Gearing up for the Inaugural U.S. Business in Africa Awards, Johannesburg, October 28-29
The African Centre for the Study of the United States (Johannesburg)By Bob Wekesa
Plans for the inaugural U.S. Business in Africa Awards scheduled for late October are in high gear. Working with multiple partners, the African Centre for the Study of the U.S. (ACSUS) at the University of the Witwatersrand has put together a wide-ranging program of activities for this ground-breaking initiative.
The highly anticipated awards ceremony on October 28 at the Hilton Hotel in Johannesburg kicks off a series of activities. The ceremony has been designed as an evening dinner with 350 guests representing industry, government agencies, multilateral agencies, and academia in attendance. This will be the climax of nearly three years of meticulous planning by a multi-sectoral Governing Board. Stakeholders include the U.S. mission in South Africa, the US Commercial Service (Sub Saharan Africa and North Africa), the U.S. Africa Business Center of the U.S. Chamber of Commerce, the American Chamber of Commerce SA, and the Corporate Council on Africa among others.
Broadly, the awards ceremony will honor and celebrate U.S. businesses making impactful contributions to African economies. Crucially, the celebration component of the initiative has an in-build research, case study and corporate ambassadorship dimension which will be unveiled during the late October events.
By the end of August, over 20 U.S. businesses had been shortlisted after either self-nominating or being nominated. From the pool of the shortlisted business, winning businesses will clinch bronze, silver, gold, and platinum prizes categorized into large and medium U.S. businesses. Currently, a panel of five eminent personalities judges is sifting through and evaluating the submissions to determine the winners. In the large U.S. business category, the competition has narrowed down to six businesses namely, Coca-Cola Africa, Flutterwave Inc, Kimberly-Clark of South Africa, Alistair Group, Discovery/Vitality Global, and Massmart. Contestants through to the final stage in the medium-sized business category are, Honeywell, NBA Africa and Fayus Nigeria Limited.
Moderated by Michael Sudarkasa, CEO of the African Fertilizer and Agribusiness Partnership, and a founding member of the competitive project, the initiative is garnering an increasing number of confirmed speakers and participants. The initiative’s founding Governing Board members will be present to first annual edition of the awards. They include, Dr Mima Nedelcovych, Chairman of AfricaGlobal Schaffer, a leading Washington DC and Baton Rouge, LA-based advisory and project development firm with a long and extensive footprint in Africa. Nedelcovych’s counterpart, Prof Bhekinkosi Moyo brings in academic and research perspectives. Moyo is founder of the Centre on African Philanthropy and Social Investment (CAPSI) at the Wits Business School, a pioneering entity focused on studying and researching African philanthropy and responsible corporate practices.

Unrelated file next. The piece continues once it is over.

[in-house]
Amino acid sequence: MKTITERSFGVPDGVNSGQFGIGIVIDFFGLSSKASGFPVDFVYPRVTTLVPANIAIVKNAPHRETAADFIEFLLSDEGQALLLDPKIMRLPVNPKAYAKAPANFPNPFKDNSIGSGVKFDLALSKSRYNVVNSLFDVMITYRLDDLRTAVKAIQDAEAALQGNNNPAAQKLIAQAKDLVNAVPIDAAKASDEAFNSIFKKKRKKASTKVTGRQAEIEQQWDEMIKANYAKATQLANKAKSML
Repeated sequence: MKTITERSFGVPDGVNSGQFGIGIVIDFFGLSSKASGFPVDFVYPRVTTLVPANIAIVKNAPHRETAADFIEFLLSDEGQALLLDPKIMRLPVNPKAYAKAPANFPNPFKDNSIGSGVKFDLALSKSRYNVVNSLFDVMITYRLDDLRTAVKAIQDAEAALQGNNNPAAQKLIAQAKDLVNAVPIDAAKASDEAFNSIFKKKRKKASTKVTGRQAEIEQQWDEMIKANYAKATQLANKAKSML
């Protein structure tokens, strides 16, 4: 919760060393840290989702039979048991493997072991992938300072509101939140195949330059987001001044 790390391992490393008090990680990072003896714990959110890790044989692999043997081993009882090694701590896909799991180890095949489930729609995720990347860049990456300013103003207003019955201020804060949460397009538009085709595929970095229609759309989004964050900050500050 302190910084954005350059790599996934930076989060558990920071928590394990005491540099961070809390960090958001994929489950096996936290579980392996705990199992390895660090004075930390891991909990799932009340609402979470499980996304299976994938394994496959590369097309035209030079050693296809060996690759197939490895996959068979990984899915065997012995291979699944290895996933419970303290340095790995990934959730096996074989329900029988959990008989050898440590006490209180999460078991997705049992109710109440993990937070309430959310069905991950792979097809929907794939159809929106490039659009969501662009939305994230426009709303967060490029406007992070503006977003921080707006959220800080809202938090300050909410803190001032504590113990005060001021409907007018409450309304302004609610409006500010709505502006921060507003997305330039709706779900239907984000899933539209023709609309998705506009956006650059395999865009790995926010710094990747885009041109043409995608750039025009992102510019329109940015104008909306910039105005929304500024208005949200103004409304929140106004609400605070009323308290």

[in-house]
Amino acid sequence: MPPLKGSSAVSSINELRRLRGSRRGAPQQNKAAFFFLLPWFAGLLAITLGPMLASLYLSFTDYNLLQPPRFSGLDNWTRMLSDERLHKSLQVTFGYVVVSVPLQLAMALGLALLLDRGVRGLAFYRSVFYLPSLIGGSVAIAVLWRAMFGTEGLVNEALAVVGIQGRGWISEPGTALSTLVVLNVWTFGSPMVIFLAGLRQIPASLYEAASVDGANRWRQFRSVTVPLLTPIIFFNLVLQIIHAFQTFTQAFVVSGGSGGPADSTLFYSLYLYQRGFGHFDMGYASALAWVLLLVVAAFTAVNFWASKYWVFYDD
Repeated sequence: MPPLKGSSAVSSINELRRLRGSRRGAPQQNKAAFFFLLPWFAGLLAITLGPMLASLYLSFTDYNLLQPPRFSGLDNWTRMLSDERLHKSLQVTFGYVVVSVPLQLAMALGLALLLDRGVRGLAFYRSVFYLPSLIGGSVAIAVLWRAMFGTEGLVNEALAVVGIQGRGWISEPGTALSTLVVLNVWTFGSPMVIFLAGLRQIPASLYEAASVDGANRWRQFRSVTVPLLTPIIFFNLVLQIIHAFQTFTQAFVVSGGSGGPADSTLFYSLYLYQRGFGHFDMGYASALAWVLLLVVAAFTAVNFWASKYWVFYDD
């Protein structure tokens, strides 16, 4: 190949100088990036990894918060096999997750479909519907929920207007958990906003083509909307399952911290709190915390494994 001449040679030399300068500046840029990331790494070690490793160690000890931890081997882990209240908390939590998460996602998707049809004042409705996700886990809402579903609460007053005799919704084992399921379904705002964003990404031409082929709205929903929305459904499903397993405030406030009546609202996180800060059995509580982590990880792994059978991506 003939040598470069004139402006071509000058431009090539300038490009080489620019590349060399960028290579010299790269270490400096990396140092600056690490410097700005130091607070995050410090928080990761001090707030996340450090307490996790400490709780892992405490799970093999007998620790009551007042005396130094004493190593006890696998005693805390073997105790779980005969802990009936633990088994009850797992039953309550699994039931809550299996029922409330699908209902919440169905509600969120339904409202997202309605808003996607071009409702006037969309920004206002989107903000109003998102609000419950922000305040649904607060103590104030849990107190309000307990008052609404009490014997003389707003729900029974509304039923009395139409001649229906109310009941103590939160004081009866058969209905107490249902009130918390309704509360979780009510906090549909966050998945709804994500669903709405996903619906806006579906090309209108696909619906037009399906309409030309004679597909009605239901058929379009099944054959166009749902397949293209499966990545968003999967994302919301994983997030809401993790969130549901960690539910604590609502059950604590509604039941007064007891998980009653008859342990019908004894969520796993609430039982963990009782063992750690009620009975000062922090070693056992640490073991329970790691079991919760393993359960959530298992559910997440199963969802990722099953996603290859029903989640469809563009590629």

Adam Clayton Powell III, who doubles up as Co-chair of the Advisory Board of the African Centre for the Study of the US at Wits, will represent the University of Southern California’s Marshall School of Business.
The second set of activities will be convened on October 29 at the Wits Business School will comprise a conference on “U.S. Doing Business in Africa”. A session on the topic of “Opportunities for U.S. Businesses in Africa” will be headlined by professors Paul Clyde and Fred Olayele. Clyde is President of the William Davidson Institute at the University of Michigan while Olayele is a professor at the Carleton University.
Environmental, Social and Governance (ESG) performance is becoming a critical tool through which to access capital. Leading the session on ESG’s will be the Johannesburg-based policy and governance organization, Good Governance Africa, led by its CEO Mr Chris Maroleng.
Often, cultural and language competences are neglected by businesses operating in Africa with the consequence of costly misunderstandings and misperceptions. In a workshop-style session sponsored by Howard University’s Center for African Studies and School of Business, the importance of these issues as avenues for overcoming entry and operational barriers will be unpacked with a view to infusing language and culture into business strategies and practices . The session will be moderated by Dr Wheeler Winstead, Assistant Director, Center for African Studies, Howard University.
A major session of the conference will revolve around the understanding of the role of U.S. government agencies in facilitating the investment and operation of U.S. businesses in Africa. Equally important will be the session on research and case studies on excelling Africa-U.S. businesses in Africa with partner schools of business leading the way.Professor Jean Wells from the Howard Business School will contribute thoughts on diaspora-inclined research and case studies while Professor Paul Clyde will provide case study models used at the University of Michigan.Examples of case of case study development will be brought into the discussion by Wits University’s Centre for Case Studies.
A limited number of slots are left for those interested in attending the awards ceremony and the conference. For further information, visit https://usbusinessinafricaawards.com/, and for media information, contact Prince Mudau (firstname.lastname@example.org); Enoch Sithole (email@example.com), Amukelani Matsilele (Amukelani.firstname.lastname@example.org).
The author is Deputy Director at the African Centre for the Study of the US and Secretary to the U.S. Business in Africa Awards, email@example.com